Mike is African, so we had a new accent to get used to. He speaks something like 10 African languages, plus English and a smattering of probably half a dozen more. We got to the hotel, the Victoria Falls Safari Lodge, which was a thatch-roofed structure that looked very appropriate for the setting, albeit a bit on the ‘elegant’ side for the sparse country. There, we had our welcome drink and an orientation with strict caveats about keeping the balcony doors closed when we left the room because the monkeys liked nothing better than to get inside and trash them. Turndown service would be provided nightly, which entailed lowering the mosquito netting around the beds, closing the louvered shutters on the balcony and delivering two bottles of drinking water, as well as an aromatherapy disc on an electric burner. It wasn’t clear if it also contained a mosquito repellent, as we were officially in malaria country again. We were also pleasantly surprised to learn SmarTours’ caveat that cash in Rand or US dollars was the only option for payment due to the unstable economy, was wrong, and the hotel would take AmEx.

We went to the bar for a drink and late light lunch and stared out over the waterhole onto the red-earth of the flat veldt beyond. We recognized Maribou stork, and there were weaver bird nests (although a different species—‘sloppier’ nests than in Hluhluwe) and some kind of vulture type birds as well. We spotted a croc, too, and antelope that were probably kudu, but might have been eland. Wart hogs with cavorting piglets were all over the property.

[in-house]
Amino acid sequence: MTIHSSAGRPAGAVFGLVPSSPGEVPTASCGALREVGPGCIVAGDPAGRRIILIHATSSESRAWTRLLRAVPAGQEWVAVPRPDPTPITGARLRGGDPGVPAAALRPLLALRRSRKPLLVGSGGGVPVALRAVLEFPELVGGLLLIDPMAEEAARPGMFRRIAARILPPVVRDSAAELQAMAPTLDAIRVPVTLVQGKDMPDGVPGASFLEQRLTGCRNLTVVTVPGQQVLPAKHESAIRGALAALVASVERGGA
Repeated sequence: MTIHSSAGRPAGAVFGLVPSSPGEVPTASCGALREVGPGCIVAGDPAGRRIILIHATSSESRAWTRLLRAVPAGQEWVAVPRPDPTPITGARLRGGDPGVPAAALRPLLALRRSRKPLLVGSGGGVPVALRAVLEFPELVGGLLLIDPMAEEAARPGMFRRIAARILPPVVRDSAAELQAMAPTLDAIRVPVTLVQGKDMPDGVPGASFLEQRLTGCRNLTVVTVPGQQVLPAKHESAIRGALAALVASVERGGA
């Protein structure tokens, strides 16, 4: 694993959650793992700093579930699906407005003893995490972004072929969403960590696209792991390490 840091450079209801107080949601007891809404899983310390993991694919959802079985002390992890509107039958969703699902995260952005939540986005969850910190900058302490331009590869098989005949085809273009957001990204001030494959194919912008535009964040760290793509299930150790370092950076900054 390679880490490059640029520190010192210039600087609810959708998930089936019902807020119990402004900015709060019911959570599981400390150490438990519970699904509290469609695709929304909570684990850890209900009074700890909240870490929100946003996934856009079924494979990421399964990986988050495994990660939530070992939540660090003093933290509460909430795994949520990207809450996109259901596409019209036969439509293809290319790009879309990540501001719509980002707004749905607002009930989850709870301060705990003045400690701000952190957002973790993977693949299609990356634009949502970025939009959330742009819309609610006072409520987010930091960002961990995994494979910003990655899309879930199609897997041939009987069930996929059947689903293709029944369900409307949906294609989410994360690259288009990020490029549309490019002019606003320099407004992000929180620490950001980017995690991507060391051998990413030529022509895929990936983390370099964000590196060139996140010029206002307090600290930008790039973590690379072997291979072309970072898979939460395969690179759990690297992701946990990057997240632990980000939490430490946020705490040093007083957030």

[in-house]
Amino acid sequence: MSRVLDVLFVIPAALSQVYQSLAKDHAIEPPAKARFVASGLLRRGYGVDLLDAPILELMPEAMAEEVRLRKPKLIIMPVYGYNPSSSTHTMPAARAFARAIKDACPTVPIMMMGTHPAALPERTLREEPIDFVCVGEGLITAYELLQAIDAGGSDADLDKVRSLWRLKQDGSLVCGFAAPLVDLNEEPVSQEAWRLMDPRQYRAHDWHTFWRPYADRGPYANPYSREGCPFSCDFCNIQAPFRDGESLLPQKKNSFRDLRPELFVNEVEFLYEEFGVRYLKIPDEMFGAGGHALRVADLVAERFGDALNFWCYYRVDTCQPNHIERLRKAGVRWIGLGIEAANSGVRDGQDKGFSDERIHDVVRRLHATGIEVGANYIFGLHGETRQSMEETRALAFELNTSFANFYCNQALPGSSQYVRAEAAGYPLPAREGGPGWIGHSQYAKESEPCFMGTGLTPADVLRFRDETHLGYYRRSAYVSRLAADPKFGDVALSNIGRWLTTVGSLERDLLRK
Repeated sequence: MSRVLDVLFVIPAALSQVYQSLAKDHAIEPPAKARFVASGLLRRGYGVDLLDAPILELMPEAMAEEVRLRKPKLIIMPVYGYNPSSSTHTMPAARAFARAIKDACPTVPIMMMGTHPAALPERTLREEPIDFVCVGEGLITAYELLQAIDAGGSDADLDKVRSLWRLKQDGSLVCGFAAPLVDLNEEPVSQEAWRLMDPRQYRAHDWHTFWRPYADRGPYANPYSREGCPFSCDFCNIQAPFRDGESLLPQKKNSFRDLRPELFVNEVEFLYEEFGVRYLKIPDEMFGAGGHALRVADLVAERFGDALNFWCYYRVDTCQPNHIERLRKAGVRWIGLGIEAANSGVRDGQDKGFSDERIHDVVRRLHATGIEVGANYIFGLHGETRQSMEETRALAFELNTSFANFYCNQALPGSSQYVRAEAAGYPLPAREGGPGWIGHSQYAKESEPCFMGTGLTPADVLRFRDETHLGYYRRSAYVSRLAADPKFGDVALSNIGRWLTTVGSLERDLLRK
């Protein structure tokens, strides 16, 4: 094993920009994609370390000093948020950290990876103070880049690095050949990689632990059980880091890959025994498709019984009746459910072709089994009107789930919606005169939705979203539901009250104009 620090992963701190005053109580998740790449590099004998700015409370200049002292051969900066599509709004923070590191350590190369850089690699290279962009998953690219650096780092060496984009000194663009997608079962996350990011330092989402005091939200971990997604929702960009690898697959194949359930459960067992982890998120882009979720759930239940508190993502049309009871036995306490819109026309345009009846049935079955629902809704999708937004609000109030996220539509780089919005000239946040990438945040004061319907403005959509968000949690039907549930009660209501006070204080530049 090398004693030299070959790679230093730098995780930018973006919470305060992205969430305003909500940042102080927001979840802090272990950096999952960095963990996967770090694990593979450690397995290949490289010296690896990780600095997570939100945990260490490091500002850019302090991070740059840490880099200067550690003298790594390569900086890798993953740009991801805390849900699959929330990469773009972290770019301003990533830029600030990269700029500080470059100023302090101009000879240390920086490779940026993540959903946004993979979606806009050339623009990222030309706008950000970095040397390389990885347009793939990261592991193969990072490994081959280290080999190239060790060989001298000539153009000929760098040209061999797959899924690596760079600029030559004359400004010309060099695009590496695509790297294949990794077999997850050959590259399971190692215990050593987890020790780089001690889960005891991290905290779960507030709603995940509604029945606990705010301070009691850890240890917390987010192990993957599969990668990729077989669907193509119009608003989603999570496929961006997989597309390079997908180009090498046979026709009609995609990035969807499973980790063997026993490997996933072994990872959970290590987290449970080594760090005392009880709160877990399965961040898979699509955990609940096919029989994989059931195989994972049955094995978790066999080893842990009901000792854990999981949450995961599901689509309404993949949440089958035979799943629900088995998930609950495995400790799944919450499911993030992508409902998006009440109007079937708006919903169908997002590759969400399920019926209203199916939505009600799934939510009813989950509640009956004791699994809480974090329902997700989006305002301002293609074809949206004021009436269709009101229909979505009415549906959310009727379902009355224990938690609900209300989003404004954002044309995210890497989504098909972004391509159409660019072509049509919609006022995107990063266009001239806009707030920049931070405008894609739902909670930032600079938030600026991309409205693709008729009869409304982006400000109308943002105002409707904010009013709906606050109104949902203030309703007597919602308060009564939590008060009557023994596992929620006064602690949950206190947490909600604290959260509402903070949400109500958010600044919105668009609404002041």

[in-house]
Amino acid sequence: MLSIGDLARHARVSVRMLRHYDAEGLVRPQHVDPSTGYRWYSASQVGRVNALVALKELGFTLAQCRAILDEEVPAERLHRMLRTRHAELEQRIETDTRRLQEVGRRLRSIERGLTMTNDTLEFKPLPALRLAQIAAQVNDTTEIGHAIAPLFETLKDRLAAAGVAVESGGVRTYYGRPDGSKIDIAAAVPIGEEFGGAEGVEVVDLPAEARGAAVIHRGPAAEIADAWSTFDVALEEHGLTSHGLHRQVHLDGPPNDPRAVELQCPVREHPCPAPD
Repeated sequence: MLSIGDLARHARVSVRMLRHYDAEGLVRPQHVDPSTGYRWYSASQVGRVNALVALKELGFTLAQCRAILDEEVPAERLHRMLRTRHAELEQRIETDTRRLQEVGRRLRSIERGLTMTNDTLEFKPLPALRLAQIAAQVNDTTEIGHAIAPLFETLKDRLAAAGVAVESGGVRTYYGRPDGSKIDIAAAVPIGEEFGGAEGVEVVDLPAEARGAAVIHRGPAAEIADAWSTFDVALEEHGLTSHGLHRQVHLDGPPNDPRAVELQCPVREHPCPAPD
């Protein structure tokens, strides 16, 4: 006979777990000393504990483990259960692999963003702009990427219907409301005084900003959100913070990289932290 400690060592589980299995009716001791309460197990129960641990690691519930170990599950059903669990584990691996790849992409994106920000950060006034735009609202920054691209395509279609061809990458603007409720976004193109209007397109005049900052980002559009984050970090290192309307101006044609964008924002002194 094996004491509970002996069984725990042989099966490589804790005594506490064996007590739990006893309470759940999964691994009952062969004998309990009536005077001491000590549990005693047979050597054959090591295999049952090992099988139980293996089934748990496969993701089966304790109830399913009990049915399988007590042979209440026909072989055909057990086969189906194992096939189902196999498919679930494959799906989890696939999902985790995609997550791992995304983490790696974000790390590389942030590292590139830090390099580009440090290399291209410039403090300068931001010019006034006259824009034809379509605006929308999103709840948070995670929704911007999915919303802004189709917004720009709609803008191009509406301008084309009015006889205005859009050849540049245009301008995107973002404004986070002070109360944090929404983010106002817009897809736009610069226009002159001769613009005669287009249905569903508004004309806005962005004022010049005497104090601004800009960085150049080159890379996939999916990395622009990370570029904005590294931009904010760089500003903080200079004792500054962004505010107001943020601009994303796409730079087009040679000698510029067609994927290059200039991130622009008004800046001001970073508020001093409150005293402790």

Our room was ‘roughing it in luxury’. There was an a/c, but you could only run it with your room key in the control. No television (will Dan survive?). Limited space, but a decent bathroom, although the shower curtain was chest high.

Our evening’s event was a river boat cruise down the Zambezi River where we were served drinks and hors d’oeuvres as we watched elephants, hippos and crocodiles, as well as many more species of birds. There were probably some impala, but we hardly notice them anymore. The weather changed abruptly shortly after we turned back, and it was a race to beat the rain. We did, just barely, but the wind captured Simone’s sunglasses.

Since we’d had a late lunch and more food on the boat, we opted for room service and called it a night. Figuring out where the mosquito netting opened was a bit of a feat, but the bigger challenge was navigating the three steps between bathroom and bedroom in the dark.